Buckling to Auto Industry Pressure, Obama Delays Rule on Rearview Cameras in Cars

Parents of children killed in backover incidents and safety groups called on the Obama Administration to release a rear visibility rule for motor vehicles.

Safety advocates were told that the rule would be issued in 2012, but it wasn’t.

Well into 2013 — and it still hasn’t been issued.

They now believe the President Obama is buckling to auto industry pressure.

In February 2008, President George W. Bush signed into law the Cameron Gulbransen Kids Transportation Safety Act.

The rear visibility rule is two years overdue and should have been issued by February 2011, said former National Highway Traffic Safety Administration chief Joan Claybrook.

“The auto industry is pressing the White House to hold this life saving standard hostage,” Claybrook told Corporate Crime Reporter.

“Yet it will prevent the most awful deaths and injuries and protect against costly damage to your car.”

“President Obama as Senator cosponsored a bill to require rear visibility protection which passed the House and Senate unanimously in 2008,” Claybrook said. “It’s past time to issue this safety standard.”

Every week in the U.S. about 50 children are backed over by a vehicle — 48 are treated in emergency rooms and at least two children die.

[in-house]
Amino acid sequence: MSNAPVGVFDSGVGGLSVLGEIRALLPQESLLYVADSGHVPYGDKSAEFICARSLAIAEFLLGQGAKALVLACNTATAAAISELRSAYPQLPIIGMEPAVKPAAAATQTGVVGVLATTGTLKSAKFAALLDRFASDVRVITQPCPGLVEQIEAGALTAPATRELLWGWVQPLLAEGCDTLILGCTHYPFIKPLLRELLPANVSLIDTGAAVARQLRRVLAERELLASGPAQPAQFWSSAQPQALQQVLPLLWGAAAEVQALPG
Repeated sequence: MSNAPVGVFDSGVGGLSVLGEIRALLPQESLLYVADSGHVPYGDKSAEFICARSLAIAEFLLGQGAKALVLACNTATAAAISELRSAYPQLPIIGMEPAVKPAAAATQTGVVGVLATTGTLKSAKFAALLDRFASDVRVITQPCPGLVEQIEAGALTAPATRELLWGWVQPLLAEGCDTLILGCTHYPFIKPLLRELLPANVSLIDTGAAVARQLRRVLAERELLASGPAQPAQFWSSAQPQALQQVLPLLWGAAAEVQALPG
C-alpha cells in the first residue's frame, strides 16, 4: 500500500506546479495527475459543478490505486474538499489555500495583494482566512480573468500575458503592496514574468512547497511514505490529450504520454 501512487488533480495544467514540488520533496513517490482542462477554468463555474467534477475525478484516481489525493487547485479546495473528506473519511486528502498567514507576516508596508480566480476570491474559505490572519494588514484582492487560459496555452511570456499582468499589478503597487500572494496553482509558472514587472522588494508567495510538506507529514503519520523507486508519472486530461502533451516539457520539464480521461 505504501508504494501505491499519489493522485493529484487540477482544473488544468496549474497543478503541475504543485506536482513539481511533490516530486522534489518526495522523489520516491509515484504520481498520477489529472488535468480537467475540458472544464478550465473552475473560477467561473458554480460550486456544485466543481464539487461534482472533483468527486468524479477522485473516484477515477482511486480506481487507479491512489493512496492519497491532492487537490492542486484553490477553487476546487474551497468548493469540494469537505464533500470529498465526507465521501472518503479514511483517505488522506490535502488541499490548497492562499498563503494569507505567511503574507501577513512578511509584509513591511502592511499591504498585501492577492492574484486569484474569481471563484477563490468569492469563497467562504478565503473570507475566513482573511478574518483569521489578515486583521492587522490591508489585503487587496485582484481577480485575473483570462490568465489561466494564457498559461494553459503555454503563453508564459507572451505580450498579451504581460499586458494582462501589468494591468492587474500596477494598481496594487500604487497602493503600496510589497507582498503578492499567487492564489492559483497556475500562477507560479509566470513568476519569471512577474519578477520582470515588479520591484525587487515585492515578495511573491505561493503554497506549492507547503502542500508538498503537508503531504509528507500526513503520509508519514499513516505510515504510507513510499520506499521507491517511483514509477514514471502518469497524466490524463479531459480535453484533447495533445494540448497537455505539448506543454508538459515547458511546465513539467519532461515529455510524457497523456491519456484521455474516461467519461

There are approximately 228 fatalities and 17,000 injuries annually in backover incidents.

In over 70 percent of these incidents, the person behind the wheel is a parent or close relative.

“People kept asking me after my daughter was backed over and killed and my husband subsequently committed suicide, why I didn’t have a nervous breakdown,” said

Ellen Adams of Ponte Vedra, Florida. “My response was easy, who would be left for my son? I urge the President to protect other families from these preventable tragedies.”

Existing and inexpensive technology can prevent drivers from everyday back-up crashes that cause costly damage, but most importantly, can save the life of a child.

“Rearview cameras are available and affordable. Many auto manufacturers are making them standard equipment on new makes and models,” Claybrook said.

“Rearview cameras as standard equipment will save lives and save consumers hundreds of dollars in potential repair costs when they can actually see when backing up. Every day of delay costs consumers and puts children at risk.”

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